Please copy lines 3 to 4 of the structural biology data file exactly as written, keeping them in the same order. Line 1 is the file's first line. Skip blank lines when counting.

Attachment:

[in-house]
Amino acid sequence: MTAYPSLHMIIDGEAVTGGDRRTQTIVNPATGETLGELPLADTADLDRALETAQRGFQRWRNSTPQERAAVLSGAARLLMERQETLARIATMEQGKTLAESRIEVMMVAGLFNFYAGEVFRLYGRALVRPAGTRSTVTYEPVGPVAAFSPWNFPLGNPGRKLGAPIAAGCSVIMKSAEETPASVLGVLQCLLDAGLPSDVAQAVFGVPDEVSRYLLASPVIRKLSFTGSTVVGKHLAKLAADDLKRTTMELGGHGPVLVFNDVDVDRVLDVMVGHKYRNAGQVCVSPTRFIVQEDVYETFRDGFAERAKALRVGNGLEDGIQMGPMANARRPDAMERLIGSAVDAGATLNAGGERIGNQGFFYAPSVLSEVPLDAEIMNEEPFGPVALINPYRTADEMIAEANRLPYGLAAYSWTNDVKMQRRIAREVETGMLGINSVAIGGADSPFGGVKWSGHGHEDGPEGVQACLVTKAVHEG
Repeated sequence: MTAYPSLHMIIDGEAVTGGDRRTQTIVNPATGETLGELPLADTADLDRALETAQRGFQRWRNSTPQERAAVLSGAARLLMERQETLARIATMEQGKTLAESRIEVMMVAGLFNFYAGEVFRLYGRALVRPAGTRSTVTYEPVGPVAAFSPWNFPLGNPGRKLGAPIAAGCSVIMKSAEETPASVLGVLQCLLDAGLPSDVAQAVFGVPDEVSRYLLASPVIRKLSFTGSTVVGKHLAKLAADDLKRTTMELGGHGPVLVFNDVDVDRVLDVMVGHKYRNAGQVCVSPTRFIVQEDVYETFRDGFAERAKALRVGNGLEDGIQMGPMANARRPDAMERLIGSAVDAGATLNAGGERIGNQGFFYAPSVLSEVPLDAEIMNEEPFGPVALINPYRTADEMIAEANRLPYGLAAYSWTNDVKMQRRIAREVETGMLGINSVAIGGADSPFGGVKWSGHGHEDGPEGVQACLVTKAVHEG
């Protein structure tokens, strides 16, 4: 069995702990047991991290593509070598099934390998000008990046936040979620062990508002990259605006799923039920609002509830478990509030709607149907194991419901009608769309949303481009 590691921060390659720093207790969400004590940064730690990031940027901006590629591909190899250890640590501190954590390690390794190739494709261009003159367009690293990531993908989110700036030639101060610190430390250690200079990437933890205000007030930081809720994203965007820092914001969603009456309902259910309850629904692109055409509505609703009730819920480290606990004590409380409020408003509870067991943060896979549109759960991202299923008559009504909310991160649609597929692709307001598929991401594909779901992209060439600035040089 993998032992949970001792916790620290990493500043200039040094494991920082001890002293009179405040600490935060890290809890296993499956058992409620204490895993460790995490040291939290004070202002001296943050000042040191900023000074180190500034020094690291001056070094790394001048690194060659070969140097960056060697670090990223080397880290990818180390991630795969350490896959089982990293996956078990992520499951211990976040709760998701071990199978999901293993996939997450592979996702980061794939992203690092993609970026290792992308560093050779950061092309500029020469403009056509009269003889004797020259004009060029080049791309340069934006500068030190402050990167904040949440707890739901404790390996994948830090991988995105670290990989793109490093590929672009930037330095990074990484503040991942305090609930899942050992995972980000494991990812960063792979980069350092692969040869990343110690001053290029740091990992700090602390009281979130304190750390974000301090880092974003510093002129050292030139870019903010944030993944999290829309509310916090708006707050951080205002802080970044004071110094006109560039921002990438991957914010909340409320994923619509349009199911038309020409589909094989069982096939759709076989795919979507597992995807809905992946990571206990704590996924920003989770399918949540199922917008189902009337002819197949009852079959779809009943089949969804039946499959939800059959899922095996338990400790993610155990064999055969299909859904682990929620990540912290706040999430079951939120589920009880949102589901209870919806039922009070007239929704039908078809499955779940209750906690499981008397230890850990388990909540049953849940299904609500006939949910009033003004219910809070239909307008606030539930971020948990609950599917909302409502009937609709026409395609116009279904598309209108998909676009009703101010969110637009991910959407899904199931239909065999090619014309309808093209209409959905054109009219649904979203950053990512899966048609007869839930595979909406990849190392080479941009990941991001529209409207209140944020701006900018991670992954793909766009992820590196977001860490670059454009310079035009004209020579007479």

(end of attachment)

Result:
Repeated sequence: MTAYPSLHMIIDGEAVTGGDRRTQTIVNPATGETLGELPLADTADLDRALETAQRGFQRWRNSTPQERAAVLSGAARLLMERQETLARIATMEQGKTLAESRIEVMMVAGLFNFYAGEVFRLYGRALVRPAGTRSTVTYEPVGPVAAFSPWNFPLGNPGRKLGAPIAAGCSVIMKSAEETPASVLGVLQCLLDAGLPSDVAQAVFGVPDEVSRYLLASPVIRKLSFTGSTVVGKHLAKLAADDLKRTTMELGGHGPVLVFNDVDVDRVLDVMVGHKYRNAGQVCVSPTRFIVQEDVYETFRDGFAERAKALRVGNGLEDGIQMGPMANARRPDAMERLIGSAVDAGATLNAGGERIGNQGFFYAPSVLSEVPLDAEIMNEEPFGPVALINPYRTADEMIAEANRLPYGLAAYSWTNDVKMQRRIAREVETGMLGINSVAIGGADSPFGGVKWSGHGHEDGPEGVQACLVTKAVHEG
């Protein structure tokens, strides 16, 4: 069995702990047991991290593509070598099934390998000008990046936040979620062990508002990259605006799923039920609002509830478990509030709607149907194991419901009608769309949303481009 590691921060390659720093207790969400004590940064730690990031940027901006590629591909190899250890640590501190954590390690390794190739494709261009003159367009690293990531993908989110700036030639101060610190430390250690200079990437933890205000007030930081809720994203965007820092914001969603009456309902259910309850629904692109055409509505609703009730819920480290606990004590409380409020408003509870067991943060896979549109759960991202299923008559009504909310991160649609597929692709307001598929991401594909779901992209060439600035040089 993998032992949970001792916790620290990493500043200039040094494991920082001890002293009179405040600490935060890290809890296993499956058992409620204490895993460790995490040291939290004070202002001296943050000042040191900023000074180190500034020094690291001056070094790394001048690194060659070969140097960056060697670090990223080397880290990818180390991630795969350490896959089982990293996956078990992520499951211990976040709760998701071990199978999901293993996939997450592979996702980061794939992203690092993609970026290792992308560093050779950061092309500029020469403009056509009269003889004797020259004009060029080049791309340069934006500068030190402050990167904040949440707890739901404790390996994948830090991988995105670290990989793109490093590929672009930037330095990074990484503040991942305090609930899942050992995972980000494991990812960063792979980069350092692969040869990343110690001053290029740091990992700090602390009281979130304190750390974000301090880092974003510093002129050292030139870019903010944030993944999290829309509310916090708006707050951080205002802080970044004071110094006109560039921002990438991957914010909340409320994923619509349009199911038309020409589909094989069982096939759709076989795919979507597992995807809905992946990571206990704590996924920003989770399918949540199922917008189902009337002819197949009852079959779809009943089949969804039946499959939800059959899922095996338990400790993610155990064999055969299909859904682990929620990540912290706040999430079951939120589920009880949102589901209870919806039922009070007239929704039908078809499955779940209750906690499981008397230890850990388990909540049953849940299904609500006939949910009033003004219910809070239909307008606030539930971020948990609950599917909302409502009937609709026409395609116009279904598309209108998909676009009703101010969110637009991910959407899904199931239909065999090619014309309808093209209409959905054109009219649904979203950053990512899966048609007869839930595979909406990849190392080479941009990941991001529209409207209140944020701006900018991670992954793909766009992820590196977001860490670059454009310079035009004209020579007479």